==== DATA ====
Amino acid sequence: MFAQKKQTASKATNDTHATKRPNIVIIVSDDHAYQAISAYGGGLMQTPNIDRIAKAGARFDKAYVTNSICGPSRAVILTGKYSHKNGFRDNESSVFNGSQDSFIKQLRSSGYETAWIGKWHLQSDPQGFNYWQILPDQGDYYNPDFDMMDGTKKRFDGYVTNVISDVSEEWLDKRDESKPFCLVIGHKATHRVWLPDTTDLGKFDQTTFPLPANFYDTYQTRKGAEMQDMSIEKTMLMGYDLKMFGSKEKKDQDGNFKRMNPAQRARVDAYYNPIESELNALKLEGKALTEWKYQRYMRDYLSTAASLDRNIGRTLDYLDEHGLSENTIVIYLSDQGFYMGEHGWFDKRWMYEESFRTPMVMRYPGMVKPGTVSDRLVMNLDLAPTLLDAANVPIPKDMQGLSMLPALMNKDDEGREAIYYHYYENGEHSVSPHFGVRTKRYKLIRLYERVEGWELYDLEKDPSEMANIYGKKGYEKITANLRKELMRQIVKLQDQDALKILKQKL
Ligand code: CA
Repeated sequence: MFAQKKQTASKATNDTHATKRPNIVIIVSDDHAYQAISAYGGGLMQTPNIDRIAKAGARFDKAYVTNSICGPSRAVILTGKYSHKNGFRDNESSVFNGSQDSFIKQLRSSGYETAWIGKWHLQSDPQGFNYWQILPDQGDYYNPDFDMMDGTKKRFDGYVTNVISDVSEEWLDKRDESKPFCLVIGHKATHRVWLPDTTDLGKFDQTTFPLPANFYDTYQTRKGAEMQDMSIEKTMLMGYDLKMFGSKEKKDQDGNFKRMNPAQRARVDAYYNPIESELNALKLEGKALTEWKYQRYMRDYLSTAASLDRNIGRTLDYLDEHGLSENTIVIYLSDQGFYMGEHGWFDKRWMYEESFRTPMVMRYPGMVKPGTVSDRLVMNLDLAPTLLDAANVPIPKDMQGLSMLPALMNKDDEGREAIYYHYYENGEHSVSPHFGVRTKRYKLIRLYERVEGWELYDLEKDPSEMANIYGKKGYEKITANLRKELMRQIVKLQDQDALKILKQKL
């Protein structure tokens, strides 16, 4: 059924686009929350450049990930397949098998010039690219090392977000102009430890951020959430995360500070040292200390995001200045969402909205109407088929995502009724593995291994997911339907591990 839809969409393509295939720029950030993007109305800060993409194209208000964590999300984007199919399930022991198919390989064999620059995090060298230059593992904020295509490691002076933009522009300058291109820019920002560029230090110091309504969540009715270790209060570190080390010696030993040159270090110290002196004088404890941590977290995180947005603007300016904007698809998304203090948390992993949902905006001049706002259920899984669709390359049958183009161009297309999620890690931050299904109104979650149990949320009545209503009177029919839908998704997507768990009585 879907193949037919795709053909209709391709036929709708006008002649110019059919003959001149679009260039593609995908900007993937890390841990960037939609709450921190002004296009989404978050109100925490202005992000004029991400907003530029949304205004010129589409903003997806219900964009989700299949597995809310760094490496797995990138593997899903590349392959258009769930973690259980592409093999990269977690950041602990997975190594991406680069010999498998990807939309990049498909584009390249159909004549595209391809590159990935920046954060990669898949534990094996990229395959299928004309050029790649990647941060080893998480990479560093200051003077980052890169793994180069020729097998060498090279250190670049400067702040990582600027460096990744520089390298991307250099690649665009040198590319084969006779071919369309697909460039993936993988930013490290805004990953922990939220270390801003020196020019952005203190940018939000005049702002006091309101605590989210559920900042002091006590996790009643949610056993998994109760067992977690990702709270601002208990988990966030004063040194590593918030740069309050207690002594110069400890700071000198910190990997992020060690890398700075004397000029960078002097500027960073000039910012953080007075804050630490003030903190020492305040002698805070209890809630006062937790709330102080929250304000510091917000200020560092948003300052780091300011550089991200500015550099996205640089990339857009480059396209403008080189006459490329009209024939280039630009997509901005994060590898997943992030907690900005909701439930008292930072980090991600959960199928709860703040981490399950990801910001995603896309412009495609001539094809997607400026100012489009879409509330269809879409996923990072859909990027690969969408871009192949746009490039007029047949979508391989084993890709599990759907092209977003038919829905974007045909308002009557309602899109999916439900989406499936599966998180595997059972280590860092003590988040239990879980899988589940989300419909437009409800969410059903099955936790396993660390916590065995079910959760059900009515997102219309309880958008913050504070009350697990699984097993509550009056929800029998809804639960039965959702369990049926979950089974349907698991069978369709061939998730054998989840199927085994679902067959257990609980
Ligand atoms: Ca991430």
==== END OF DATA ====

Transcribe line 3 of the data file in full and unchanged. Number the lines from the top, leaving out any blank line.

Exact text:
Repeated sequence: MFAQKKQTASKATNDTHATKRPNIVIIVSDDHAYQAISAYGGGLMQTPNIDRIAKAGARFDKAYVTNSICGPSRAVILTGKYSHKNGFRDNESSVFNGSQDSFIKQLRSSGYETAWIGKWHLQSDPQGFNYWQILPDQGDYYNPDFDMMDGTKKRFDGYVTNVISDVSEEWLDKRDESKPFCLVIGHKATHRVWLPDTTDLGKFDQTTFPLPANFYDTYQTRKGAEMQDMSIEKTMLMGYDLKMFGSKEKKDQDGNFKRMNPAQRARVDAYYNPIESELNALKLEGKALTEWKYQRYMRDYLSTAASLDRNIGRTLDYLDEHGLSENTIVIYLSDQGFYMGEHGWFDKRWMYEESFRTPMVMRYPGMVKPGTVSDRLVMNLDLAPTLLDAANVPIPKDMQGLSMLPALMNKDDEGREAIYYHYYENGEHSVSPHFGVRTKRYKLIRLYERVEGWELYDLEKDPSEMANIYGKKGYEKITANLRKELMRQIVKLQDQDALKILKQKL